Food microbiology, the most delicious of all microbiology fields, encompasses many subfields, one of which is fermentation processes. Lots of foodstuffs require microbial metabolic processing to change the chemical composition of food or drink – from fermenting ethanol in alcoholic beverages to lactic acid in cheese and yogurt, microbes contribute a good deal to the everyday foods we eat.
But it’s not as simple as the conversion of one molecule into another: as we’ve recently discussed on this blog, microbes contribute multiple metabolic byproducts that influence the flavor palate. Once a good batch is made, the microbes used for that batch – be it from beer, yogurt, bread, or kombucha – can be used to inoculate the next batch. This is known as the starter culture, and is one way to ensure similar flavor profiles from batch to batch.
New research published in Applied and Environmental Microbiology shows this starter culture can be manipulated to change the flavor profile of a common favorite food – chocolate. After cocoa beans are harvested, they are ground into a pulp, which is then fermented spontaneously, meaning that the final product is influenced by the luck of the local microbiota at the cocoa farm. The mix of cocoa pulp fermenters includes lactic acid bacteria, acetic acid bacteria, and yeasts, which vary in concentration based on fermentation stage.
Previous research has suggested the acetic acid bacteria have little influence on the final flavor, while the aromatic compounds produced by yeast do play a large role. Because of the potential economic impact that a systematic starter culture could have, food scientists have attempted to institute starter cultures to generate a consistent product. They’ve met limited success, however, as wild microbes introduced during the pulping process outgrow to dominate the culture.
Scientists working in Dr. Kevin Verstrepen’s lab hypothesized that novel yeast hybrids would be better suited for starter cultures if the hybrids combined flavor production with thermotolerance. The group had recently learned that withstanding higher temperatures allowed yeast to better compete with the natural microbial fermenters, and they thought changing the metabolic profile of these thermotolerant yeast would allow them to both add flavor and be aggressive and competitive.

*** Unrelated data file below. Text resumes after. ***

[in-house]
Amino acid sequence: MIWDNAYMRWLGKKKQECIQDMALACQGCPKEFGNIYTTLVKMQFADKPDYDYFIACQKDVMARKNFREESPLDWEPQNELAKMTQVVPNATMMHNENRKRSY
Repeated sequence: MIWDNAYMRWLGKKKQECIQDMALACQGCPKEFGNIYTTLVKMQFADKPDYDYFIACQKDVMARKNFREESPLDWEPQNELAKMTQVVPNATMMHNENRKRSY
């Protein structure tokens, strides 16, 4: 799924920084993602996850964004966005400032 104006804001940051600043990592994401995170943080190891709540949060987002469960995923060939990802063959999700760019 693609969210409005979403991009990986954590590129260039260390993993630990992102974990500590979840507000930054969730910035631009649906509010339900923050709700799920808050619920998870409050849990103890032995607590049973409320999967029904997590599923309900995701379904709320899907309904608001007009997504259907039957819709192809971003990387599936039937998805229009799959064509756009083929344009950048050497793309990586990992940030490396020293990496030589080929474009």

To generate yeast with the desired characteristic profile, the researchers took strains of Saccharomyces cerevisiae that had previously been identified as thermotolerant and useful for cocoa pulp fermentation and bred them with S. cerevisiae strains that produce isoamyl acetate or long-chain acetate esters, the compound that confers fruity flavor to beer and wine. Many of the hybrid progeny inherited both characteristics, and three strains were selected for further testing.
Importantly, the hybrids tested were able to establish and outgrow other yeasts found in the fermenting pulp. Within 24 hours, the inoculated hybrid population dominated the fermentation culture, and remained dominant for the rest of the fermentative process – unlike the aromatic parents, which experienced population declines after 48 hours. But dominant growth doesn’t matter if the chocolate product varies little from the original thermotolerant parental strain.
To test fermentation differences, the pulp was further processed into cocoa liquor and analyzed for chemical composition. The isoamyl acetate (fruit flavor) concentration of the liquor correlated strongly with that of lab-scale fermentation experiments, which means food scientists can correctly predict the behavior of these hybrids in a complex, multispecies fermentation environment. Perhaps most importantly, however, an expert panel noted significant differences between the hybrids and their parental strains – describing the hybrid-produced chocolate as having more “fruitiness,” the goal of these manipulated strains.
Natural fermentation has clearly been successful for generations of chocolate makers. However, some of the volatile compounds produced by natural fermentation include isobutyric acid, diacetyl, and acetoin, which confer buttery or even rancid flavors – not what most chocolate-lovers want to taste. This research shows proof-of-principle that, similar to alcohol products, yeast metabolic pathways can be manipulated to produce desired flavors and consistent products. While home-brewing may be less common for cocoa pulp, this nevertheless may allow commercial and DIY candymakers to choose the source of chocolates to mix and match flavor profiles in a creative and consistent way.
-- Julie Wolf